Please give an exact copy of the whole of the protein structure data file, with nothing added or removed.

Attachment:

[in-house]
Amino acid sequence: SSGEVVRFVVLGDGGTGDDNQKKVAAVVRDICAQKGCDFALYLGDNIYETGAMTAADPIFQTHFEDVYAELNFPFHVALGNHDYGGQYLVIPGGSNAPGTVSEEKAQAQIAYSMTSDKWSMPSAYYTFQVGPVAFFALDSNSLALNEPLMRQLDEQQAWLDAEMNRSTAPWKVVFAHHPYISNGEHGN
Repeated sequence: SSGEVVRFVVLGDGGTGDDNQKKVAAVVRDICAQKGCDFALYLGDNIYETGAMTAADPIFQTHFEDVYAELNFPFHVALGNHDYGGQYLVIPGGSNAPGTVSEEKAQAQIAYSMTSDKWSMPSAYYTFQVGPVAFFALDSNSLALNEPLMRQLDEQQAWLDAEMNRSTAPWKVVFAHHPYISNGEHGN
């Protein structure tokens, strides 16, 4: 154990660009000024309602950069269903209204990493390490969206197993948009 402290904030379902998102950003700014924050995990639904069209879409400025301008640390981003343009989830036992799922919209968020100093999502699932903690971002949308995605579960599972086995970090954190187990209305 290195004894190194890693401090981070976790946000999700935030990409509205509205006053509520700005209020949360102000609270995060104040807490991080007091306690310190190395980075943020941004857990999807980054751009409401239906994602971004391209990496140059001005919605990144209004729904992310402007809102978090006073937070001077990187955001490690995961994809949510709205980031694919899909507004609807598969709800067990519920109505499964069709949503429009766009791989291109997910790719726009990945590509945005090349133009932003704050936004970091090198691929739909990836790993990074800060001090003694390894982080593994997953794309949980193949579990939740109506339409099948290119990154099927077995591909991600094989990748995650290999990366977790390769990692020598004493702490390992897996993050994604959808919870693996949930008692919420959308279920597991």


[in-house]
Amino acid sequence: SSGEVVRFVVLGDGGTGDDNQKKVAAVVRDICAQKGCDFALYLGDNIYETGAMTAADPIFQTHFEDVYAELNFPFHVALGNHDYGGQYLVIPGGSNAPGTVSEEKAQAQIAYSMTSDKWSMPSAYYTFQVGPVAFFALDSNSLALNEPLMRQLDEQQAWLDAEMNRSTAPWKVVFAHHPYISNGEHGN
Repeated sequence: SSGEVVRFVVLGDGGTGDDNQKKVAAVVRDICAQKGCDFALYLGDNIYETGAMTAADPIFQTHFEDVYAELNFPFHVALGNHDYGGQYLVIPGGSNAPGTVSEEKAQAQIAYSMTSDKWSMPSAYYTFQVGPVAFFALDSNSLALNEPLMRQLDEQQAWLDAEMNRSTAPWKVVFAHHPYISNGEHGN
């Protein structure tokens, strides 16, 4: 154990660009000024309602950069269903209204990493390490969206197993948009 402290904030379902998102950003700014924050995990639904069209879409400025301008640390981003343009989830036992799922919209968020100093999502699932903690971002949308995605579960599972086995970090954190187990209305 290195004894190194890693401090981070976790946000999700935030990409509205509205006053509520700005209020949360102000609270995060104040807490991080007091306690310190190395980075943020941004857990999807980054751009409401239906994602971004391209990496140059001005919605990144209004729904992310402007809102978090006073937070001077990187955001490690995961994809949510709205980031694919899909507004609807598969709800067990519920109505499964069709949503429009766009791989291109997910790719726009990945590509945005090349133009932003704050936004970091090198691929739909990836790993990074800060001090003694390894982080593994997953794309949980193949579990939740109506339409099948290119990154099927077995591909991600094989990748995650290999990366977790390769990692020598004493702490390992897996993050994604959808919870693996949930008692919420959308279920597991």